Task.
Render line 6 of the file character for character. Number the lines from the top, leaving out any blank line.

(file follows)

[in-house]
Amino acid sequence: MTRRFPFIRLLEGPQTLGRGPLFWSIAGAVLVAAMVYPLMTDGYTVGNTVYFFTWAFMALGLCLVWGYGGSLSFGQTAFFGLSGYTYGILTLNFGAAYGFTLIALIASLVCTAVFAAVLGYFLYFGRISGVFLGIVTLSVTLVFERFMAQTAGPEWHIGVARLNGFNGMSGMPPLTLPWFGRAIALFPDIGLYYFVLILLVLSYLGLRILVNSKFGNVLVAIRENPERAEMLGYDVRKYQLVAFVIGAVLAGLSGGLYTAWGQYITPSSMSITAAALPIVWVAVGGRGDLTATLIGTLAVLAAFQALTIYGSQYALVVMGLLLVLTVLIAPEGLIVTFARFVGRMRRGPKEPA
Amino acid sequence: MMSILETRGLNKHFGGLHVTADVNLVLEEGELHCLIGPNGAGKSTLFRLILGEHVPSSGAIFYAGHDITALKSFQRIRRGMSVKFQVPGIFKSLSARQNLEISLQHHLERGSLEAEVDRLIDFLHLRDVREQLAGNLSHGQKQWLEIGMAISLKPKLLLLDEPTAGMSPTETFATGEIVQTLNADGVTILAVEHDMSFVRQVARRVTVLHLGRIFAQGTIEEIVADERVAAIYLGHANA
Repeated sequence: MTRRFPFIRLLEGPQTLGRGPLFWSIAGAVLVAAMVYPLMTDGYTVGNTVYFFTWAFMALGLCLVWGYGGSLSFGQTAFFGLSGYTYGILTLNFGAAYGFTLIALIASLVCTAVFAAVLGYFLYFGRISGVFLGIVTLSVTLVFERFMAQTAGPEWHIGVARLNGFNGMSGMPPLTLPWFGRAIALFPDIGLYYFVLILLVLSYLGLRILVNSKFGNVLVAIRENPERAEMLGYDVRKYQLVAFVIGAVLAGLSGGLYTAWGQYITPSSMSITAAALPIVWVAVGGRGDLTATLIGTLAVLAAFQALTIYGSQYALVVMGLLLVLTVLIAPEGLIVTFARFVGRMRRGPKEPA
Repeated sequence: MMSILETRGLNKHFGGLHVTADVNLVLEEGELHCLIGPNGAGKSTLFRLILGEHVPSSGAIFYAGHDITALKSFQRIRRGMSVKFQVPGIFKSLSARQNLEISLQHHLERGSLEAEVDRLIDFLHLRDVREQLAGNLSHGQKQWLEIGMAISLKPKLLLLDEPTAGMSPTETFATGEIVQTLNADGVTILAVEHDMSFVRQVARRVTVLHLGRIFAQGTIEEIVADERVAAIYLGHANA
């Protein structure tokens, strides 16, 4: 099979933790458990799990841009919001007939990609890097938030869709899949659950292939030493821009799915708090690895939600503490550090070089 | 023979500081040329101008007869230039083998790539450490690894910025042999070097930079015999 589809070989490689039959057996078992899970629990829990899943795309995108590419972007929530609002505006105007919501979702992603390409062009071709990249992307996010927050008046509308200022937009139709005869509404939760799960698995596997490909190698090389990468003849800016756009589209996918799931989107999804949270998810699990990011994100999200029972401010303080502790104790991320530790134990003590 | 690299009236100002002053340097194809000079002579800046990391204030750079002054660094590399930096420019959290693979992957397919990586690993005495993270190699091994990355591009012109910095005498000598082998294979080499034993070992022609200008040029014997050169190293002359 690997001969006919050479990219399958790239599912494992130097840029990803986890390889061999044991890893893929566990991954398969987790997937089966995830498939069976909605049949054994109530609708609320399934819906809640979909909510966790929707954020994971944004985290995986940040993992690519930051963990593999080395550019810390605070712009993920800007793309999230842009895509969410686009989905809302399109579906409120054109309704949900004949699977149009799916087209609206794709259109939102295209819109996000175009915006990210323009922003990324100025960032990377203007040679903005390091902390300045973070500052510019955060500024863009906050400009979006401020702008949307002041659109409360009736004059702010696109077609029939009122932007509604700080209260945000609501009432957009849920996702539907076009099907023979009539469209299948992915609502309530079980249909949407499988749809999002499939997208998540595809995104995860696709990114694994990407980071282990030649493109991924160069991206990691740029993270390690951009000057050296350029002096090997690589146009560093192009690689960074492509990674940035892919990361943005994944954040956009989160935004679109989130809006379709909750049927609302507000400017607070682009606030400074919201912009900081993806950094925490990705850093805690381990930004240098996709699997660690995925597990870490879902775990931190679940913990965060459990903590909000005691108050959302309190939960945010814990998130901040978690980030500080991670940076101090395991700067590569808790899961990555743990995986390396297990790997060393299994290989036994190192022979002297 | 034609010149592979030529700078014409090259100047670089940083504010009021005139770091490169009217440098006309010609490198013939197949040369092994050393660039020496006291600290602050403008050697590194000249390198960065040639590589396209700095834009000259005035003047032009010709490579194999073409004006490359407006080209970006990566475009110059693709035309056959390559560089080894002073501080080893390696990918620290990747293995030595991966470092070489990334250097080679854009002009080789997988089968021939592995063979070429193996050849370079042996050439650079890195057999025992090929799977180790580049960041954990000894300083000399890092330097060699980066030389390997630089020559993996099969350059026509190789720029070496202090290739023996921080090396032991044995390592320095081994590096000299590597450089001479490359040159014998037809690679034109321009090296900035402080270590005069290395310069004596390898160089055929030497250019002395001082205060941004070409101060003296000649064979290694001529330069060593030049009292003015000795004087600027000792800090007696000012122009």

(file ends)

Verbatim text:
């Protein structure tokens, strides 16, 4: 099979933790458990799990841009919001007939990609890097938030869709899949659950292939030493821009799915708090690895939600503490550090070089 | 023979500081040329101008007869230039083998790539450490690894910025042999070097930079015999 589809070989490689039959057996078992899970629990829990899943795309995108590419972007929530609002505006105007919501979702992603390409062009071709990249992307996010927050008046509308200022937009139709005869509404939760799960698995596997490909190698090389990468003849800016756009589209996918799931989107999804949270998810699990990011994100999200029972401010303080502790104790991320530790134990003590 | 690299009236100002002053340097194809000079002579800046990391204030750079002054660094590399930096420019959290693979992957397919990586690993005495993270190699091994990355591009012109910095005498000598082998294979080499034993070992022609200008040029014997050169190293002359 690997001969006919050479990219399958790239599912494992130097840029990803986890390889061999044991890893893929566990991954398969987790997937089966995830498939069976909605049949054994109530609708609320399934819906809640979909909510966790929707954020994971944004985290995986940040993992690519930051963990593999080395550019810390605070712009993920800007793309999230842009895509969410686009989905809302399109579906409120054109309704949900004949699977149009799916087209609206794709259109939102295209819109996000175009915006990210323009922003990324100025960032990377203007040679903005390091902390300045973070500052510019955060500024863009906050400009979006401020702008949307002041659109409360009736004059702010696109077609029939009122932007509604700080209260945000609501009432957009849920996702539907076009099907023979009539469209299948992915609502309530079980249909949407499988749809999002499939997208998540595809995104995860696709990114694994990407980071282990030649493109991924160069991206990691740029993270390690951009000057050296350029002096090997690589146009560093192009690689960074492509990674940035892919990361943005994944954040956009989160935004679109989130809006379709909750049927609302507000400017607070682009606030400074919201912009900081993806950094925490990705850093805690381990930004240098996709699997660690995925597990870490879902775990931190679940913990965060459990903590909000005691108050959302309190939960945010814990998130901040978690980030500080991670940076101090395991700067590569808790899961990555743990995986390396297990790997060393299994290989036994190192022979002297 | 034609010149592979030529700078014409090259100047670089940083504010009021005139770091490169009217440098006309010609490198013939197949040369092994050393660039020496006291600290602050403008050697590194000249390198960065040639590589396209700095834009000259005035003047032009010709490579194999073409004006490359407006080209970006990566475009110059693709035309056959390559560089080894002073501080080893390696990918620290990747293995030595991966470092070489990334250097080679854009002009080789997988089968021939592995063979070429193996050849370079042996050439650079890195057999025992090929799977180790580049960041954990000894300083000399890092330097060699980066030389390997630089020559993996099969350059026509190789720029070496202090290739023996921080090396032991044995390592320095081994590096000299590597450089001479490359040159014998037809690679034109321009090296900035402080270590005069290395310069004596390898160089055929030497250019002395001082205060941004070409101060003296000649064979290694001529330069060593030049009292003015000795004087600027000792800090007696000012122009």